Operation Türkenkreuz was the name given to a series of aerial bombing attacks on England that took place towards the end of World War One using Gotha IV and Gotha V bombers. The attack was an attempt by the Germans to demoralise the population of London but it took place too late in the war to have and significant impact.
The Gotha bomber, Germany’s equivalent of the British Handley Page bomber, was used to target civilians around London and so earned the attacks the title of the ‘Gotha Raids’. According to many, they brought home the war and gave civilians more of an insight into the horrors being suffered by the men fighting in trenches on the Western Front.
The Germans named the raids Operation Türkenkreuz. Originally, raids had taken place using Zeppelins in 1916 but these had been halted as too many ships were being lost to British fighters. Now Hauptmann Ernest Brandenburg was being tasked with organising raids by Gotha bombers in spring 1917, with the advanced aircraft making it possible to fly 500 miles at around 80 mph in goof weather. Based near Ghent in Belgium, the plans could easily make a round trip to London within this range.
The first raid of the operation took place on the 25th May 1917 with 23 Gotha IV’s taking part, although two had to return home due to mechanical issues. As the remaining 21 advanced towards London the weather closed in and the flight commander decided it was too dangerous to continue. Instead, they attack on their secondary target - Folkstone in Kent and the nearby army barracks in Shorncliffe. Both were significant nearer so avoided the weather and provided them with a chance of attacking and retreating before the Royal Naval Air Service or Royal Flying Corps could respond. In total, 95 people including 18 soldiers were killed and 195 were injured. However, on the return journey thee planes encountered Sopwith Pups and one Gotha IV was shot down.
The following raid rook place on 5th June when Sheerness was attacked. Located on the Isle of Sheppey, Sheerness had little importance except in terms of German propaganda. However, propaganda was boosted even further on 13th June when the Gotha bombers were able to successfully bomb London during the day. In total, 162 people were killed and 432 were injured. This raid successfully brought the war home, particularly as 46 of those killed were children at a junior school in East London. This went down in history as the single most deadly aerial raid of World War One and he number of civilian casualties caused stress and panic to spread around the UK.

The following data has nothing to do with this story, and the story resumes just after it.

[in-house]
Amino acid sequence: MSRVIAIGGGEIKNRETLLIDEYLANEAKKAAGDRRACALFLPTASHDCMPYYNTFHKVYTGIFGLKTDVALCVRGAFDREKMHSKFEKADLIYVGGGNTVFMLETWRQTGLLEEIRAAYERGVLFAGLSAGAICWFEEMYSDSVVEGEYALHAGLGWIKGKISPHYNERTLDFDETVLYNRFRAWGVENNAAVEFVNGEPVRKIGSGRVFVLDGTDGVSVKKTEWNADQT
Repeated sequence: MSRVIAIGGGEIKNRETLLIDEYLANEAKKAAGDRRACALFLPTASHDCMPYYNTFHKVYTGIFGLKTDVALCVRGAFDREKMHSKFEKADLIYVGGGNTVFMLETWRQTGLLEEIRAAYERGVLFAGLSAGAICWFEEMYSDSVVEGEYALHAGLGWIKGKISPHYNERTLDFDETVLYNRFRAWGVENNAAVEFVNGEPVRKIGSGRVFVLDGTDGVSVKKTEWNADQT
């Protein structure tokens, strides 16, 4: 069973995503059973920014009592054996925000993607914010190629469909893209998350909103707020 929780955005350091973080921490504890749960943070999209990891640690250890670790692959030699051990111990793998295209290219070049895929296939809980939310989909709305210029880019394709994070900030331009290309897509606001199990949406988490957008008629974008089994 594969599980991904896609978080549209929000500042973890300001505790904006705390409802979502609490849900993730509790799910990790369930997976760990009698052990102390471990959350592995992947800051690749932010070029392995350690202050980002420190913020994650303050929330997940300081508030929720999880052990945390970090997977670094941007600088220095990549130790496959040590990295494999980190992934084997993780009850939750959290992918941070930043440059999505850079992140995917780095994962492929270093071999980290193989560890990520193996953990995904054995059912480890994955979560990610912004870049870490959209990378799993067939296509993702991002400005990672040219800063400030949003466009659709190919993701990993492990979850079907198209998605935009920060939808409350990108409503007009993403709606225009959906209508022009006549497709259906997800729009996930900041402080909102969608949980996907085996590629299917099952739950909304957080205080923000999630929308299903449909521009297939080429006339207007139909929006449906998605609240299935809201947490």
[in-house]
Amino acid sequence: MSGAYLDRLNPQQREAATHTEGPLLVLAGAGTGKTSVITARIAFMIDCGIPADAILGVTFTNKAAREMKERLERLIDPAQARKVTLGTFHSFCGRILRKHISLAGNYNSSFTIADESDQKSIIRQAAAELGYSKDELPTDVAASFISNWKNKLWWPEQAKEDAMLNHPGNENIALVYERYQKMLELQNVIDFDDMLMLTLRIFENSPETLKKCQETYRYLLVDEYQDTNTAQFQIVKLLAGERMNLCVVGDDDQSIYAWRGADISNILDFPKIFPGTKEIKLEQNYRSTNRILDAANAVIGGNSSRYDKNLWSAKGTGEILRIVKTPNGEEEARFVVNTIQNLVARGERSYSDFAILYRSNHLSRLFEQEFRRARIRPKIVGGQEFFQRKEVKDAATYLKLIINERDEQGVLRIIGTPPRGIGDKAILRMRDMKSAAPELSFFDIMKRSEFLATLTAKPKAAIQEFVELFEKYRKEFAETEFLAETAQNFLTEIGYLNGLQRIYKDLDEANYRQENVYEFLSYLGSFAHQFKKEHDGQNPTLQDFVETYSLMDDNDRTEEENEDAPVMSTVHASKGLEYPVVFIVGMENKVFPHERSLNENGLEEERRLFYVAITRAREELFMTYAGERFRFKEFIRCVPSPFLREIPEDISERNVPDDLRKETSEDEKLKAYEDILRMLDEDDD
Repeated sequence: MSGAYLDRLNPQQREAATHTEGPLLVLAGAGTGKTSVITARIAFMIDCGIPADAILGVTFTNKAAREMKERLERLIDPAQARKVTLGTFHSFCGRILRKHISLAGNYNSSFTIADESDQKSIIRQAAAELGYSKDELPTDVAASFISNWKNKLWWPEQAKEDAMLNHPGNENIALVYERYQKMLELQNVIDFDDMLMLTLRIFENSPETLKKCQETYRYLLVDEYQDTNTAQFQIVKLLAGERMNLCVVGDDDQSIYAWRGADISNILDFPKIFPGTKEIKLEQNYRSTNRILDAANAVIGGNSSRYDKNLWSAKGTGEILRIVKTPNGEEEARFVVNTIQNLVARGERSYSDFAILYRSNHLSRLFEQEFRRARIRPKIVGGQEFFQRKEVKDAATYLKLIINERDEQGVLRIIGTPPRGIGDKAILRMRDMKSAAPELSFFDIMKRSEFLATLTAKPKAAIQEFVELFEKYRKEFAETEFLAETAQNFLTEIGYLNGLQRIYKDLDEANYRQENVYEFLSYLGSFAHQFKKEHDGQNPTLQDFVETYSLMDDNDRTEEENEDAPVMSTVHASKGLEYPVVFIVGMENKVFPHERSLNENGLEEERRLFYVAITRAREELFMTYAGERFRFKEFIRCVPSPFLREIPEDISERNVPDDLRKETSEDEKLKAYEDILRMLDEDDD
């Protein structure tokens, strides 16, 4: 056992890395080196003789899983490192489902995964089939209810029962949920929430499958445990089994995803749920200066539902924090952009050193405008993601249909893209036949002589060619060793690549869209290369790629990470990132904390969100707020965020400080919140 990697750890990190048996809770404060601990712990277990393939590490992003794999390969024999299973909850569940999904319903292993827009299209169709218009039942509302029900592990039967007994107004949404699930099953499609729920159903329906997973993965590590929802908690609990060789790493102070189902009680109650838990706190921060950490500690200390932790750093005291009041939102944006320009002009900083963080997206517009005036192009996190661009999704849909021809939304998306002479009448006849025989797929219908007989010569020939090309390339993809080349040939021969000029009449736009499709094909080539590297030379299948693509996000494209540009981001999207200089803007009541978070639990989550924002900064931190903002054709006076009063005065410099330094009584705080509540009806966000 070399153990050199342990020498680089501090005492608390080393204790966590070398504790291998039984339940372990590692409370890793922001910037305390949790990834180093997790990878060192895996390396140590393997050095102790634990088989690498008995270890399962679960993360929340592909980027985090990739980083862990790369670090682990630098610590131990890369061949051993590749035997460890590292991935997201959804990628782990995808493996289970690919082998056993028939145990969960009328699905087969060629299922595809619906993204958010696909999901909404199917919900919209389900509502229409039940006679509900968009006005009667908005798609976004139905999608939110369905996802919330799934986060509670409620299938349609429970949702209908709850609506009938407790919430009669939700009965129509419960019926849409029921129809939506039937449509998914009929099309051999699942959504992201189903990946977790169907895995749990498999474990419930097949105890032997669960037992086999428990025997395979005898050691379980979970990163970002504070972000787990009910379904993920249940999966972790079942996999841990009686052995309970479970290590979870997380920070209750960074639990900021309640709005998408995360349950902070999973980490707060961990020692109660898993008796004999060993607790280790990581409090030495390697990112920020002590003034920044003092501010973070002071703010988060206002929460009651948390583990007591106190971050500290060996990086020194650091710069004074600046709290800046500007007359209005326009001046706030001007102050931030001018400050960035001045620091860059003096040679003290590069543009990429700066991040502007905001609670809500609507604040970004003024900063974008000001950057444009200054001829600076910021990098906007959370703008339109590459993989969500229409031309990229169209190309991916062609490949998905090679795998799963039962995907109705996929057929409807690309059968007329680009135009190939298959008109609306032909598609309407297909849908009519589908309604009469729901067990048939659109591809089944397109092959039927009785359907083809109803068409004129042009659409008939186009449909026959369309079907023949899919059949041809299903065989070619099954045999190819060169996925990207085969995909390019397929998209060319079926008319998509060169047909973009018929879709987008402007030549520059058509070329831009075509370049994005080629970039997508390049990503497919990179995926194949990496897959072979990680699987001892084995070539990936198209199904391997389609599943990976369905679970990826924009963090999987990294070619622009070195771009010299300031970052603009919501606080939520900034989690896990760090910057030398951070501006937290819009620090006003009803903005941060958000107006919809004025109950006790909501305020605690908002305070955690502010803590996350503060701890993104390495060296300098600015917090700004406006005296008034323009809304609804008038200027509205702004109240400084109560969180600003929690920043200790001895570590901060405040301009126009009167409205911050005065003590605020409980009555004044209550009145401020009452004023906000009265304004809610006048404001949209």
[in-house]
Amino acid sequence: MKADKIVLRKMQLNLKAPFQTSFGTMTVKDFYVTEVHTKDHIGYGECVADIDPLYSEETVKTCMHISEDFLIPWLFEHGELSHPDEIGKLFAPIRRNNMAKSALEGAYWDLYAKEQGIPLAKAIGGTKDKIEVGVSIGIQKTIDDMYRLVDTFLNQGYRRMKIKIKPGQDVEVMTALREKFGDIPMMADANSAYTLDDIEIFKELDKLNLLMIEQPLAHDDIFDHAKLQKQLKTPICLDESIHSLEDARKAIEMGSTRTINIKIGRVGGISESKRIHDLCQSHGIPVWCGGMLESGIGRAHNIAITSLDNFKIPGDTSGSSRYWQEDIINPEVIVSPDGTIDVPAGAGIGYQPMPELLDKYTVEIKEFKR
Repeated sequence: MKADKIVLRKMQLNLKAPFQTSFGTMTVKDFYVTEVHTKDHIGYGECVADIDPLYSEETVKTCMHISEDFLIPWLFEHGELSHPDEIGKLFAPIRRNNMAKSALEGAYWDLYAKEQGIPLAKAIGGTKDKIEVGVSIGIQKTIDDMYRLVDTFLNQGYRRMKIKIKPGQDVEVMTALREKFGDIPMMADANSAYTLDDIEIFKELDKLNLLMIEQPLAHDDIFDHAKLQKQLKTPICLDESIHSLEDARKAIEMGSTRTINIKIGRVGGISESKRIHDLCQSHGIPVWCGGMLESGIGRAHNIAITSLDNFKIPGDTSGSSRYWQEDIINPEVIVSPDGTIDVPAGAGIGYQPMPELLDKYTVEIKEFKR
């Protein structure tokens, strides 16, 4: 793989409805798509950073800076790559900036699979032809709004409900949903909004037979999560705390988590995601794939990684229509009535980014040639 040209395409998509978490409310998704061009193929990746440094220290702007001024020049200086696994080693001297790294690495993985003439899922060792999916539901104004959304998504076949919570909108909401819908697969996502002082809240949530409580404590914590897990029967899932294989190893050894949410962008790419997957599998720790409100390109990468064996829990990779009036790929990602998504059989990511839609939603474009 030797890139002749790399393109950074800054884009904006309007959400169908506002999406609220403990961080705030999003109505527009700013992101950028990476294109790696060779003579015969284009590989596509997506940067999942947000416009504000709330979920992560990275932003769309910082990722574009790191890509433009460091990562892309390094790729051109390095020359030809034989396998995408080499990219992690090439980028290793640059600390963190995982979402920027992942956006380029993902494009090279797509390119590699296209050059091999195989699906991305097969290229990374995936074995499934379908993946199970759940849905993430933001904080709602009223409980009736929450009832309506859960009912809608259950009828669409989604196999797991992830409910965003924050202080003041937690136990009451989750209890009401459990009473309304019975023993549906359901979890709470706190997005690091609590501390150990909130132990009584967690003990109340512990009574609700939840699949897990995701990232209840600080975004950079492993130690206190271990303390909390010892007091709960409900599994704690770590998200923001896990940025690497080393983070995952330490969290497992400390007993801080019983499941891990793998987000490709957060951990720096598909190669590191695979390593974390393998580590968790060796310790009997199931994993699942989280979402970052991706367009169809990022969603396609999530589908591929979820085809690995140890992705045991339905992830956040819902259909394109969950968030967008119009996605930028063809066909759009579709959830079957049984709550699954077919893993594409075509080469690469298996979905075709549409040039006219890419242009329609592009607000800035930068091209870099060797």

The 21 Gotha bombers that took part returned without a hitch - while the RFC had put 92 aircraft into the air, their rate of climb was so slow that they could not engage the enemy. This highlighted how unprepared Britain was for a raid on their homeland and forced civilians and the military alike to begin taking a home threat seriously.
The next attack took place on 17th July in London. This time the civilians took cover and so kept the deaths down to 54 and the injuries down to 190. The RFC was also better prepared and managed to shoot down one Gotha IV and damage three.
Daylight raids continued to take place throughout August but the RFC increasingly took great precautions. As such, Operation Türkenkreuz was soon changed to nigh raids. This did help to protect the Gotha bombers but it also made it hard for them to navigate and land, particularly in bad weather. Landing in particular was very dangerous as the fuel was kept in the engine compartment of the bomber so a crash landing could result in instant death.
The largest raid of the operation took place on 19th May 1918 and was carried out by the new Gotha V bombers, which featured fuel carried in the fuselage and had a machine gun attached to its bottom to cover attacks from below. In total, 38 Gotha V’s attacked London but sic were lost to RFC fighters and one crash landed. With a loss of 20 per cent, the raids had to be called off so the Gotha bombers could concentrate on supporting the German troops on the Western Front.
Operation Türkenkreuz was responsible for a total of 22 raids against English targets, with the Germans losing 61 aircraft in the process but dropping almost 85,000 kg of bombs. While nothing in comparison to what the Germans achieved in terms of casualties on the Western Front, the raids did succeed in having a strong psychological impact on British civilians, who no longer felt they were safe.
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